Relapse is the return to a prior state. When people are sick and start to feel better, then feel sick again we often say they had a “relapse.” People with mental health issues can relapse and start feeling depressed or anxious again. People with addictions may relapse and return to those old ways of thinking and behaving. People with chronic illness may have a period in which they feel good, followed by a “relapse” into a period in which they do not feel so good. Many of our patients have a combination of these issues. It is important to remember that a relapse in one area may cause a relapse in multiple other areas. Likewise, recovery or remission in one area will likely cause improvement in the other areas.
- Identifying relapse warning signs
- Preventing a slip from becoming a relapse
- Identifying and dealing with relapse triggers and cravings
- Managing social pressure
- Managing stressful or triggering situations at home and alone
- Dealing with negative emotions: Fear, Anxiety, Anger, Depression, Stress
The Stages of Relapse
Relapse is a process, it's not an event. In order to understand relapse prevention you have to understand the stages of relapse. Relapse starts weeks or even months before the event of physical relapse. There are three stages of relapse.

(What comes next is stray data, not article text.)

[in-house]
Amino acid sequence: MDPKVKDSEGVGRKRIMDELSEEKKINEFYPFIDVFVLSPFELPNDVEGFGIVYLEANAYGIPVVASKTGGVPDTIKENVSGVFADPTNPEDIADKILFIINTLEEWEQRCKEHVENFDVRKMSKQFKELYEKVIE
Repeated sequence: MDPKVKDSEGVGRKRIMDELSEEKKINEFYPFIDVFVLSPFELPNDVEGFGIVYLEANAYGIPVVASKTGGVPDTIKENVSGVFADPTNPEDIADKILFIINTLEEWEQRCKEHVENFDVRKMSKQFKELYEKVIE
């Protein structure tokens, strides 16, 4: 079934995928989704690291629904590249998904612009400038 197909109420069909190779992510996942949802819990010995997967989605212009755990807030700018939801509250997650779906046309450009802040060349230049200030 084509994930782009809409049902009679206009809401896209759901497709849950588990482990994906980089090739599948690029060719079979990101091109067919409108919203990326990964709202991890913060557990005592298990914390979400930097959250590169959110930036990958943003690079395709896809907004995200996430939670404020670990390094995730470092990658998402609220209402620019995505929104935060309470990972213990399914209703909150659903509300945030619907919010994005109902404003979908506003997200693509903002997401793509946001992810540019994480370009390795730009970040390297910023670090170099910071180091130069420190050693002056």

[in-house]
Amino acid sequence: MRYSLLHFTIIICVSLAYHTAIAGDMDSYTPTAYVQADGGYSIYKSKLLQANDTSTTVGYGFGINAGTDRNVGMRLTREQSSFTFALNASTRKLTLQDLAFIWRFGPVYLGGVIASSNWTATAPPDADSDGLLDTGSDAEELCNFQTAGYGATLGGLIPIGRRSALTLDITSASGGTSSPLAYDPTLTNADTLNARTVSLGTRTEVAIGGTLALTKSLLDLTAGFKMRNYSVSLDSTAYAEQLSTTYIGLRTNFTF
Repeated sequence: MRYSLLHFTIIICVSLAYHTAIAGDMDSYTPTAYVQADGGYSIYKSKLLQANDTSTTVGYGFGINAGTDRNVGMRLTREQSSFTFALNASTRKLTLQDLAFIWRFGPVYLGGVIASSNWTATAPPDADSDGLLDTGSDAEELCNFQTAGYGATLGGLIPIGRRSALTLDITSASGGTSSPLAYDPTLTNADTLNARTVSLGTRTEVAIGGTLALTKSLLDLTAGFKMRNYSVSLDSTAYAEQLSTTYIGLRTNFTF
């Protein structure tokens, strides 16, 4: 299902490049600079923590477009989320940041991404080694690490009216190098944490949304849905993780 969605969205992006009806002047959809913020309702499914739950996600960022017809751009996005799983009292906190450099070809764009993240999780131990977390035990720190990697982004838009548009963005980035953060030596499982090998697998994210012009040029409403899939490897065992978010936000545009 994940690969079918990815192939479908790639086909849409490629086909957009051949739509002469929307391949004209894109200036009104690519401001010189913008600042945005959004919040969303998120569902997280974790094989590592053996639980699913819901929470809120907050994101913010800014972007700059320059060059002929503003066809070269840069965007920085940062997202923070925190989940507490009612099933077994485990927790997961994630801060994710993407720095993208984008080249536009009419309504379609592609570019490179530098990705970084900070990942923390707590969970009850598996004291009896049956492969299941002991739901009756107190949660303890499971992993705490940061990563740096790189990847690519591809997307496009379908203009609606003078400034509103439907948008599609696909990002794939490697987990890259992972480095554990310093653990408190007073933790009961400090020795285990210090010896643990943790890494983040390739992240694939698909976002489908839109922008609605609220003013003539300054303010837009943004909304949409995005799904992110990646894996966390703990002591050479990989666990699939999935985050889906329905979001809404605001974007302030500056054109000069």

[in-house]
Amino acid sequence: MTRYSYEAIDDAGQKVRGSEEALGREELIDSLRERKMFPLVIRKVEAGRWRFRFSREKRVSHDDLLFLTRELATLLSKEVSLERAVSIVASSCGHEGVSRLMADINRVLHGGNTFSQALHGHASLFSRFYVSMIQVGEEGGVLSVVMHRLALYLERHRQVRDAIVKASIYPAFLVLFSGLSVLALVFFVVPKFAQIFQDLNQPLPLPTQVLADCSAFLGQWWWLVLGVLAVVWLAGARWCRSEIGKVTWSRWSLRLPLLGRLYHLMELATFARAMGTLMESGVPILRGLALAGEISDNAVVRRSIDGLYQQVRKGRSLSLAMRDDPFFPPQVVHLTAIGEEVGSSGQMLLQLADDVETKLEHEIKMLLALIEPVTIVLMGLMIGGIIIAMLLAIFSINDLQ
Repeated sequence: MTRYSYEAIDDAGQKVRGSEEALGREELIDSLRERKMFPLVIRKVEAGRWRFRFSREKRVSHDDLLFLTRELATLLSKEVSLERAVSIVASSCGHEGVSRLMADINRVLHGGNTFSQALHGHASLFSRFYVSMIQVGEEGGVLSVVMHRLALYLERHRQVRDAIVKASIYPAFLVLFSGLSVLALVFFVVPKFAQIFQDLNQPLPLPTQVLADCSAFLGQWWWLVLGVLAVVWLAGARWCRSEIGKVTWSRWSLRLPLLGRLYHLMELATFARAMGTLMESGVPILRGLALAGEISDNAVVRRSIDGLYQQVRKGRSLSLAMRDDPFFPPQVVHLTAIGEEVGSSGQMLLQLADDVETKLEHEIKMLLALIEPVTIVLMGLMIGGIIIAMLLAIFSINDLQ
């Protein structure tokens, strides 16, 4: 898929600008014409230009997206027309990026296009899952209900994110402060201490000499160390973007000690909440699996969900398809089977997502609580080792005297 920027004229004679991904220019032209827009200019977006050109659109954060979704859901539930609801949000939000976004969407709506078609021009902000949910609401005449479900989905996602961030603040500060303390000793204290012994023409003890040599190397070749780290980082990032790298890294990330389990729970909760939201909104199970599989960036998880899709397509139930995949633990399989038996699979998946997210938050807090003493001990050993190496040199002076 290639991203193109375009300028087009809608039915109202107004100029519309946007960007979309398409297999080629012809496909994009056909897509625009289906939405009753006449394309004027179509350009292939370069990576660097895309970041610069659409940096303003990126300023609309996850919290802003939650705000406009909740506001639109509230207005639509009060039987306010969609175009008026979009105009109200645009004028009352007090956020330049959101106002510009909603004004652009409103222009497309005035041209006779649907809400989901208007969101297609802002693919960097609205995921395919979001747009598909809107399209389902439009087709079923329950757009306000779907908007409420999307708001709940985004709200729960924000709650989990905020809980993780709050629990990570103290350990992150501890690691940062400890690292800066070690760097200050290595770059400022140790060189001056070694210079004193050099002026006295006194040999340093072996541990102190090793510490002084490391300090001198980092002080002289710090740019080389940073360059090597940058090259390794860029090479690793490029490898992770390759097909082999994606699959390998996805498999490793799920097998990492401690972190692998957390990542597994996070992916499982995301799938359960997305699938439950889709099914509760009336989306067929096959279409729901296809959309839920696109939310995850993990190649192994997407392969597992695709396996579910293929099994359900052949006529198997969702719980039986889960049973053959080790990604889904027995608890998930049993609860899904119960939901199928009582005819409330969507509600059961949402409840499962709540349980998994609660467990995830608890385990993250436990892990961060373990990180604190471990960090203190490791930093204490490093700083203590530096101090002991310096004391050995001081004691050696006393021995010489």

In emotional relapse, you're not thinking about using. But your emotions and behaviors are setting you up for a possible relapse in the future.
The signs of emotional relapse are:
- Mood swings
- Not asking for help
- Not going to meetings
- Poor eating habits
- Poor sleep habits
In mental relapse there's a war going on in your mind. Part of you wants to use, but part of you doesn't. In the early phase of mental relapse you're just idly thinking about using. But in the later phase you're definitely thinking about using.
The signs of mental relapse are:
- Thinking about people, places, and things you used with
- Glamorizing your past use
- Hanging out with old using friends
- Fantasizing about using
- Thinking about relapsing
- Planning your relapse around other people's schedules
- It gets harder to make the right choices as the pull of addiction gets stronger.
One technique for dealing with mental urges or cravings is to play the tape through. One drink usually leads to more drinks. You'll wake up the next day feeling disappointed in yourself. You may not be able to stop the next day, and you'll get caught in the same vicious cycle. When you play that tape through to its logical conclusion, using doesn't seem so appealing.
- Poor nutrition
- Inadequate or unrestful sleep
- Muscle tension
The First Rule of Recovery
You don't recover from an addiction by stopping using. You recover by creating a new life where it is easier to not use. If you don't create a new life, then all the factors that brought you to your addiction will eventually catch up with you again.